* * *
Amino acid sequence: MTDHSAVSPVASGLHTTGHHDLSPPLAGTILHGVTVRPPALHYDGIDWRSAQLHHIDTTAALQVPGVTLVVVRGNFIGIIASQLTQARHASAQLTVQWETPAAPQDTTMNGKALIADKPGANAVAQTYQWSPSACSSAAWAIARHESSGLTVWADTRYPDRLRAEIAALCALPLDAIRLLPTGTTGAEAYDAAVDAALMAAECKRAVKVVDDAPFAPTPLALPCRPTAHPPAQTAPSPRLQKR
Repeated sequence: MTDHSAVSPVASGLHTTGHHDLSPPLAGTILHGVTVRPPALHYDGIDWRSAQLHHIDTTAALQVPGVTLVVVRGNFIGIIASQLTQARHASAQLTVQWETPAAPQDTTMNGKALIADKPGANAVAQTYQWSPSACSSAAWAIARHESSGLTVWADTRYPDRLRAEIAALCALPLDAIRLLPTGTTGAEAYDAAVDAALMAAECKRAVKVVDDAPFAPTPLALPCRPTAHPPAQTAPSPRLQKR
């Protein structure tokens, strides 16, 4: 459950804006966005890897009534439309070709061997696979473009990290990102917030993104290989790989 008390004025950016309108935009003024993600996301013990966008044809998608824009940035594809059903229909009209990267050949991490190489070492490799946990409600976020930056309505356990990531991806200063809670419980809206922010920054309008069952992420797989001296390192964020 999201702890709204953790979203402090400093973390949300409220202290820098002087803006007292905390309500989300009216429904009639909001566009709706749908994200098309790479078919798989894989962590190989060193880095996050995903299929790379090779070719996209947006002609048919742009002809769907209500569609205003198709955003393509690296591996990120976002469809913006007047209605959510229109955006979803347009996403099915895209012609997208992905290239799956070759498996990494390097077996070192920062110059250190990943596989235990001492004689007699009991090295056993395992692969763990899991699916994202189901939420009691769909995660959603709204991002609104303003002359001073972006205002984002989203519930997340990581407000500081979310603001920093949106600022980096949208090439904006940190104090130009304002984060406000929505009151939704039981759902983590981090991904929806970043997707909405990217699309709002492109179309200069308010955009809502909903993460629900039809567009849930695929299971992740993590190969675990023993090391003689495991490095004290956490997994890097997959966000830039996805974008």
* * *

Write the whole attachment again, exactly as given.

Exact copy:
Amino acid sequence: MTDHSAVSPVASGLHTTGHHDLSPPLAGTILHGVTVRPPALHYDGIDWRSAQLHHIDTTAALQVPGVTLVVVRGNFIGIIASQLTQARHASAQLTVQWETPAAPQDTTMNGKALIADKPGANAVAQTYQWSPSACSSAAWAIARHESSGLTVWADTRYPDRLRAEIAALCALPLDAIRLLPTGTTGAEAYDAAVDAALMAAECKRAVKVVDDAPFAPTPLALPCRPTAHPPAQTAPSPRLQKR
Repeated sequence: MTDHSAVSPVASGLHTTGHHDLSPPLAGTILHGVTVRPPALHYDGIDWRSAQLHHIDTTAALQVPGVTLVVVRGNFIGIIASQLTQARHASAQLTVQWETPAAPQDTTMNGKALIADKPGANAVAQTYQWSPSACSSAAWAIARHESSGLTVWADTRYPDRLRAEIAALCALPLDAIRLLPTGTTGAEAYDAAVDAALMAAECKRAVKVVDDAPFAPTPLALPCRPTAHPPAQTAPSPRLQKR
């Protein structure tokens, strides 16, 4: 459950804006966005890897009534439309070709061997696979473009990290990102917030993104290989790989 008390004025950016309108935009003024993600996301013990966008044809998608824009940035594809059903229909009209990267050949991490190489070492490799946990409600976020930056309505356990990531991806200063809670419980809206922010920054309008069952992420797989001296390192964020 999201702890709204953790979203402090400093973390949300409220202290820098002087803006007292905390309500989300009216429904009639909001566009709706749908994200098309790479078919798989894989962590190989060193880095996050995903299929790379090779070719996209947006002609048919742009002809769907209500569609205003198709955003393509690296591996990120976002469809913006007047209605959510229109955006979803347009996403099915895209012609997208992905290239799956070759498996990494390097077996070192920062110059250190990943596989235990001492004689007699009991090295056993395992692969763990899991699916994202189901939420009691769909995660959603709204991002609104303003002359001073972006205002984002989203519930997340990581407000500081979310603001920093949106600022980096949208090439904006940190104090130009304002984060406000929505009151939704039981759902983590981090991904929806970043997707909405990217699309709002492109179309200069308010955009809502909903993460629900039809567009849930695929299971992740993590190969675990023993090391003689495991490095004290956490997994890097997959966000830039996805974008």